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I really enjoyed this book, the characters were well developed.  It had an interesting plot. I would be interested in reading more
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I have read many WWII stories, both fiction and nonfiction. I am always amazed at the unreal circumstances people faced during that time. This story, while fictional, reads as totally believable. The individual acts of courage that many ordinary people performed to ultimately emerge victorious in this struggle continue to astound me. I highly recommend this book to anyone who likes a good page turning read about a time that will hopefully never come again.
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A quick slightly quirky view of Jerusalmys Israel.  Definitely worth the read of just for the beautiful descriptions.  This book was graciously provided by the publisher via netgalley in exchange for an honest review.
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I thoroughly enjoyed every page of this short little book. In fact, it is so engaging and engrossing that I want to read it all over again right away! 

In "Evacuation," filmmaker Naor, his artist girlfriend Yael, and his writer grandfather Saba survive alone in Tel Aviv during a mandatory evacuation after a missile attack. As the story unfolds, the trio explore their beloved city and grow closer together. Readers relive the experience as Naor replays the event to his mother. 

As I read, I imagined what I would do in the same situation and how I would feel. I was surprised at the emotions I felt, a sign of a good book.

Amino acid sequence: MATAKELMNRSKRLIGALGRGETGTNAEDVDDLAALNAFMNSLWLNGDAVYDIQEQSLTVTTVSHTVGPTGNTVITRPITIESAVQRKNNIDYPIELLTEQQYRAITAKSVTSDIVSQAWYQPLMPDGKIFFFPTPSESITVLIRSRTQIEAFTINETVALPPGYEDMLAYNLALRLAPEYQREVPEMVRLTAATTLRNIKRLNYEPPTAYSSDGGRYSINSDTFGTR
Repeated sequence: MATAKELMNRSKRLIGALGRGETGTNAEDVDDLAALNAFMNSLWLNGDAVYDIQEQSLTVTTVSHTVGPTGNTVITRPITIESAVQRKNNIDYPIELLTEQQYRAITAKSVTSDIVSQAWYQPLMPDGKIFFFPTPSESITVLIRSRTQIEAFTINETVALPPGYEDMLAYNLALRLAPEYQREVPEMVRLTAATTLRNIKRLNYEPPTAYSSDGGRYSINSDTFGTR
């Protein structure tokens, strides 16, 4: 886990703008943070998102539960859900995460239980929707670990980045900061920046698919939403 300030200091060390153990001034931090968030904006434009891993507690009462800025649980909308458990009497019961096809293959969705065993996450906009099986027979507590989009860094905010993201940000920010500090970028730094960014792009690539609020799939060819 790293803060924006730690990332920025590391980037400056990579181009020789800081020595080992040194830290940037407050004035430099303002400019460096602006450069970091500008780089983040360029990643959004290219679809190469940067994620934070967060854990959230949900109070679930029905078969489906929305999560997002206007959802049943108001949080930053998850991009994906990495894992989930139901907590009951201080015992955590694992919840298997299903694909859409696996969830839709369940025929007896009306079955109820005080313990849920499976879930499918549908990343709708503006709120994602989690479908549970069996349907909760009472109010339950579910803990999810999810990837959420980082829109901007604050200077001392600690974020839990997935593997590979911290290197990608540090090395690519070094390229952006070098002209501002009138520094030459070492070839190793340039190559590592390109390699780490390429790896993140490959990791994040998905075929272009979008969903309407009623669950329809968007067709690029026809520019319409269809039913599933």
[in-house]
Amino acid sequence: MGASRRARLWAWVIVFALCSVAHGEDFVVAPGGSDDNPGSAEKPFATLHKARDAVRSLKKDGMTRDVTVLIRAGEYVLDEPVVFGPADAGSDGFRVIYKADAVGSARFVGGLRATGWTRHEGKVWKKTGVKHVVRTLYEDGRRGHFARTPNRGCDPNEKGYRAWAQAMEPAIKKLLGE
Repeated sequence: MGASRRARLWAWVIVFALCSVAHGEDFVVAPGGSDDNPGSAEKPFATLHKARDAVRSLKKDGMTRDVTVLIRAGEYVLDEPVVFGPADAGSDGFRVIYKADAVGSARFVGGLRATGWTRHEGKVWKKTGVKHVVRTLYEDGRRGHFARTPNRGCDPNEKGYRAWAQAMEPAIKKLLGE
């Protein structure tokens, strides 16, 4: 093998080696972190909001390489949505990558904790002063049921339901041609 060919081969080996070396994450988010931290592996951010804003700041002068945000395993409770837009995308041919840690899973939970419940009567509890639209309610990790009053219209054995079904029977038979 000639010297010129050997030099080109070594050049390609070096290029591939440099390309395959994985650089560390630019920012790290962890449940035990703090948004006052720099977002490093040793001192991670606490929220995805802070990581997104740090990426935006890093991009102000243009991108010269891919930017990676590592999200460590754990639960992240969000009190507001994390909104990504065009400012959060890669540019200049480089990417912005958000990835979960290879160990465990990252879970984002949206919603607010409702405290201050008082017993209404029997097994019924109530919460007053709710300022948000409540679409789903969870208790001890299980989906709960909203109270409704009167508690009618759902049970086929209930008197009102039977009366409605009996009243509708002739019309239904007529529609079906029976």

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A powerful novella a book about choice about staying in your home in Tel Aviv instead of evacuating instead of fleeing for their lives..Awell written interesting literary novella. #netgallley  text publishing,
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I know what this book is about, but did not understand the way it was written, I found it very disjointed. Not my type of but.
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A powerful novella about 3 people, a young man, woman and his grandfather, who remain in TelAviv during an evacuation. The story is told through updates and. conversations with our narrator's mother. We see the story unfold and learn the motivation to stay behind and the subsequent consequences. Very different style and flow but I found it interesting and thoughtful.
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3.5/5 Stars

What an odd book.  I don't mean that in a bad way, but it's just different from the types of books I'm used to reading.  James Joyce and his stream of consciousness writing style are referenced several times in this little novella, and they're apt references since Jerusalmy's writing style in Evacuation reminds me so much of Joyce's.  The entire novella is Naor, our narrator, telling his mom what happened in the days he, his girlfriend Yael, and his grandfather got stuck in an evacuated Tel Aviv during a war in Israel.  It doesn't sound very funny when reading the description, but it's actually pretty funny in the most unexpected way.  Jerusalmy does a good job with keeping a balance between the dark humor and the real tragedies that occur throughout the novella.

My biggest thing, though, is how important Yael is, but she's not given very much of anything to do.  It's clear she's important to Naor, but she doesn't have much personality beyond that.  She likes art, and she likes interacting with Naor's grandfather.  That's about it, which is unfortunate since she's probably one of the most important characters in the whole novella.  Maybe her lack of character is something Jerusalmy chose on purpose to show that Yael is more of a symbol than an actual representation of a person?  I don't know.  I just wish that for the significance she holds not only in the novella but in the narrator's heart, she had been given something more than what we the readers got.

Overall, it's an interesting, quick read, and I'd definitely recommend it.  I have a feeling I'll need to reread it a time or two as well in order to really absorb everything since it's just so odd.  But odd in a good way!